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What is RSS, and Why Should You Care?

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This week, SearchDay takes a close look at RSS, a web publishing format that's transforming information delivery for both publishers and users.

RSS has been around for some time now, and savvy users have come to rely on their RSS "feeds" as a fundamental channel for keeping up with current events and discovering new information. But RSS is still somewhat confusing for many people, and with good reason—it's an emerging technology that's still going through massive growing pains, even as it changes the way we consume information.

Today, I'm going to attempt to get my arms around a definition of RSS, what it is and isn't, and why it's important for both searchers and search marketers. Tomorrow I'll look closely at RSS search tools and how they work. Thursday will be dedicated to RSS readers, the software that makes it easy to find, subscribe to and read information published in RSS format.

What is RSS?

Depending on who you talk to, or which version of history you choose to believe, RSS has a number of meanings. According to the Wikipedia entry on RSS, the acronym has morphed several times due to squabbling over standards.

RDF Site Summary (RSS) came first, introduced with the My Netscape portal in March 1999. My Netscape was one of the first customizable portals, and RSS was a key component that allowed users to add specific types of content from a wide variety of sources with relative ease.

Rich Site Summary followed shortly thereafter, in July 1999. This RSS standard was jointly created by Dan Libby, author of Netscape's RDF Site Summary, and Dave Winer, author of a similar format called ScriptingNews.

At this point, Netscape lost interest in the standard. Winer moved forward with his own work, but another group called RSS-DEV produced a different flavor of the standard. In August 2002 Winer put forth an enhancement to his version of RSS, calling it Really Simple Syndication.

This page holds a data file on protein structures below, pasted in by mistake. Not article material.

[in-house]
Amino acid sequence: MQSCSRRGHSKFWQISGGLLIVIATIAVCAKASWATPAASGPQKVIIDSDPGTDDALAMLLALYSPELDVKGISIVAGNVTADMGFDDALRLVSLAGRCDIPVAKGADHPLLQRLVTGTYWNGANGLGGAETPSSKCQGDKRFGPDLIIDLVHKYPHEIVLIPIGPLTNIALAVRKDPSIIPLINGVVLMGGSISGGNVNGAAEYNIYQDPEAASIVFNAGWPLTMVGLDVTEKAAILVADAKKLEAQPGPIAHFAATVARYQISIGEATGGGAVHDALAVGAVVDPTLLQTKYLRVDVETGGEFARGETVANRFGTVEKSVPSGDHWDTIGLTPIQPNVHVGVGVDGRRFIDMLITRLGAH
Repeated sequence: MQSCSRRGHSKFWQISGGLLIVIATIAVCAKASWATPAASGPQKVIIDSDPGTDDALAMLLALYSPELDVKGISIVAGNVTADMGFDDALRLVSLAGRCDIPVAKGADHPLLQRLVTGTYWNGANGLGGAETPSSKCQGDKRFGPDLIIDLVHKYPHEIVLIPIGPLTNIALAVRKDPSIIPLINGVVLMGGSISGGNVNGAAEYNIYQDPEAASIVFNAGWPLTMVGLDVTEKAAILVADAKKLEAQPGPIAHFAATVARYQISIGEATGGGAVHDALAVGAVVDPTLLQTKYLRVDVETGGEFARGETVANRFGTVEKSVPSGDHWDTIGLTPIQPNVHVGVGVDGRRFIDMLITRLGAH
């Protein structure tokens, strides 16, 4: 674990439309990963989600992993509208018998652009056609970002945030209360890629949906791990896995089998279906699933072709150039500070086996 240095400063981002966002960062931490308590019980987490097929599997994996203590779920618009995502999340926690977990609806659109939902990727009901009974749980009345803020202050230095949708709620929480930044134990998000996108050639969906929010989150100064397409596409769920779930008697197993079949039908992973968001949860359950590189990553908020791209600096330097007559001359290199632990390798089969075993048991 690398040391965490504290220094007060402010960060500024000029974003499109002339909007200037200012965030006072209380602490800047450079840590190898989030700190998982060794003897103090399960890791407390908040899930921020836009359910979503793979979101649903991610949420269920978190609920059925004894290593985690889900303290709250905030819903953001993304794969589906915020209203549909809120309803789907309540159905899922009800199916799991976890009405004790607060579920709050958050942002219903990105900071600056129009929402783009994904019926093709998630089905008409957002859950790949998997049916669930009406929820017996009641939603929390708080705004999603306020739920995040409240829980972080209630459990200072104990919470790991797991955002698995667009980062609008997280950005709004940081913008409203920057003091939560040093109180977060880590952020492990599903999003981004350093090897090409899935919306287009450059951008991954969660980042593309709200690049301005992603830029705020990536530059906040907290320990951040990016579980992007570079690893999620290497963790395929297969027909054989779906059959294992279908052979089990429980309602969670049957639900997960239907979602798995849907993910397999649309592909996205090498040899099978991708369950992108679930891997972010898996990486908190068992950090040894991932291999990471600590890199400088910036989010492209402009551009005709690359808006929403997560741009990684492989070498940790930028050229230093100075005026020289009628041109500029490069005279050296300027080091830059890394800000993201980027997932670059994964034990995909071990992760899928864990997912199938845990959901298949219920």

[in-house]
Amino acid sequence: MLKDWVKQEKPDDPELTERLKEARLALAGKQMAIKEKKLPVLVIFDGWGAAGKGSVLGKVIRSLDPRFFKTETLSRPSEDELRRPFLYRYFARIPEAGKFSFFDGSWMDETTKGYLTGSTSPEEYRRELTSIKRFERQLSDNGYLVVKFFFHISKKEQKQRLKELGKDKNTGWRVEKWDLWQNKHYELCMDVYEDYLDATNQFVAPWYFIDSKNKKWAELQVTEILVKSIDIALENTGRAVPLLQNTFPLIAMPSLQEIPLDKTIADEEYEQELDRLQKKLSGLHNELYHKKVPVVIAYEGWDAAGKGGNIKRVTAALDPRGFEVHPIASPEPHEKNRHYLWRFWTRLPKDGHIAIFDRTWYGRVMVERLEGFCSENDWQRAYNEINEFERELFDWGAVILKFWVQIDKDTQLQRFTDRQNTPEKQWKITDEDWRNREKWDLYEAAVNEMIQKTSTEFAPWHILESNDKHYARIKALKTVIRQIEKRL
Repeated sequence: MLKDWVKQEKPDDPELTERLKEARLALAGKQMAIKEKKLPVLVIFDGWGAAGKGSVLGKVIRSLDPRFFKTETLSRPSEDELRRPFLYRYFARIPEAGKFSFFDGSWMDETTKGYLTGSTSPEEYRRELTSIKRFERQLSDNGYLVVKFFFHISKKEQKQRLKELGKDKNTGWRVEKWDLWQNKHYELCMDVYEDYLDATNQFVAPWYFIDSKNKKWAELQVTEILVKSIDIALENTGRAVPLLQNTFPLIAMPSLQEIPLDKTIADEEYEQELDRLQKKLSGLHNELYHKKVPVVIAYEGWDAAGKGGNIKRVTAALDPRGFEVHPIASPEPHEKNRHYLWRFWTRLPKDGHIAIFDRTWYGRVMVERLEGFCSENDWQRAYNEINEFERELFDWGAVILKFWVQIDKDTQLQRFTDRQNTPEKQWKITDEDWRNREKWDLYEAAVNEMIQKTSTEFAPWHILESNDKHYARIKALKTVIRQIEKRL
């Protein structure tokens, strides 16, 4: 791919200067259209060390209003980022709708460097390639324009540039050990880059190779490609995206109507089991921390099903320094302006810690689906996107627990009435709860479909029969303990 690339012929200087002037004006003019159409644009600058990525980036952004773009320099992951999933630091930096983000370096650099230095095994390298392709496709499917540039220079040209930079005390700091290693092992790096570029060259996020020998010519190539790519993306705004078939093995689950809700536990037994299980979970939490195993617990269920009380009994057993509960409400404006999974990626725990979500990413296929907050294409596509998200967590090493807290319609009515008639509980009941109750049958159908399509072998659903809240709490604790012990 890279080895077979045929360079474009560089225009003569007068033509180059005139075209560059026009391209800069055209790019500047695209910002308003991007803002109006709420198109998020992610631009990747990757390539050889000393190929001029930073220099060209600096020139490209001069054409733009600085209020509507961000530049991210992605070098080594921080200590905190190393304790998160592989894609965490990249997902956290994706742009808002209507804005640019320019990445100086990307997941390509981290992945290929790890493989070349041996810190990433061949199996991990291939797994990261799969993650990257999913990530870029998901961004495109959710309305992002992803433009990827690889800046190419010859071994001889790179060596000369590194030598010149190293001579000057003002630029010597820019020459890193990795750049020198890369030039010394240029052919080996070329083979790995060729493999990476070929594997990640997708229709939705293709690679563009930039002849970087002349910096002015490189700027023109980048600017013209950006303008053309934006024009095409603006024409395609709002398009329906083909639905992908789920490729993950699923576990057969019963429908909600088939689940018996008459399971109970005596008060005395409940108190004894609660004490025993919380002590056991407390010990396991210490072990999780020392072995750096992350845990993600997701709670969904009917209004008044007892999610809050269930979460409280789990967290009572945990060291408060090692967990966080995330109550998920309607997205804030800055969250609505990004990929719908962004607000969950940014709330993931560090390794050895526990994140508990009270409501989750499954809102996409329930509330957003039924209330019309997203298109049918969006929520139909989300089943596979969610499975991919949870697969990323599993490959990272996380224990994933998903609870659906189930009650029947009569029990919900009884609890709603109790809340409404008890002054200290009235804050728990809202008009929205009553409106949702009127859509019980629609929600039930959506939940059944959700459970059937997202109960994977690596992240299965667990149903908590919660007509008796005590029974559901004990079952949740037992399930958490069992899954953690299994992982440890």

Confused? Wait! There's more! In June 2003 yet another working group formed to propose a new format called Atom. Controversy still runs high in the standards community. The good news is that we non-technical types don't really have to worry much about acronyms, standards or other minutiae to use RSS.

The bottom line is that the providers of RSS tools have worked hard to make it very easy for anyone to both create and consume RSS feeds. Once you have a basic (very basic) understanding of the technology, you can pretty much ignore all of the controversy and simply take advantage of all of the rich content available in RSS format.

Acronyms aside, RSS fundamentally is a relatively simple specification that uses XML to organize and format web-based content in a standard way. Content owners create an RSS feed, an XML formatted web page which usually consists of titles and brief descriptions of ten or so articles elsewhere on the site. Because feeds are created using the RSS standard, they can easily be read by a software client called an RSS feed reader or aggregator. Most feed readers can handle all of the current standards.

What's different about RSS feeds vs. straightforward web content? Not much, really, but one key difference is crucial: Content published in an RSS feed is typically set up to send out notifications whenever new material is available.

This makes the new content immediately available to feed readers and RSS search engines. Contrast this with ordinary web pages, which are essentially passive and generally aren't accessible to most of us until search engine crawlers find and index them. And then, once indexed, these pages stand relatively little chance of being surfaced by web searchers.

That's why RSS is important, and why its something every serious web searcher should be using. RSS feed readers allow you to subscribe to feeds that you know contain important or useful information, and your feed reader will notify you immediately whenever new content for your subscriptions is available. In short, once you've identified a useful resource that publishes an RSS feed, you can virtually skip searching for it altogether.

RSS has other virtues, as well. Because RSS is popular with both bloggers and news media organizations, you can use RSS search engines to find information in near real-time. For example, with the Indonesian tsunami or the London bombings, RSS search engines allowed users to locate information, images and videos posted by people on the scene hours before traditional media sources had similar eye-witness coverage.

How do you identify web sites that publish RSS feeds? That's the focus of tomorrow's SearchDay, RSS Search Engines.

Want to discuss or comment on this story? Join the How many of you use blogs/rss as your main source of news? discussion in the Search Engine Watch forums.

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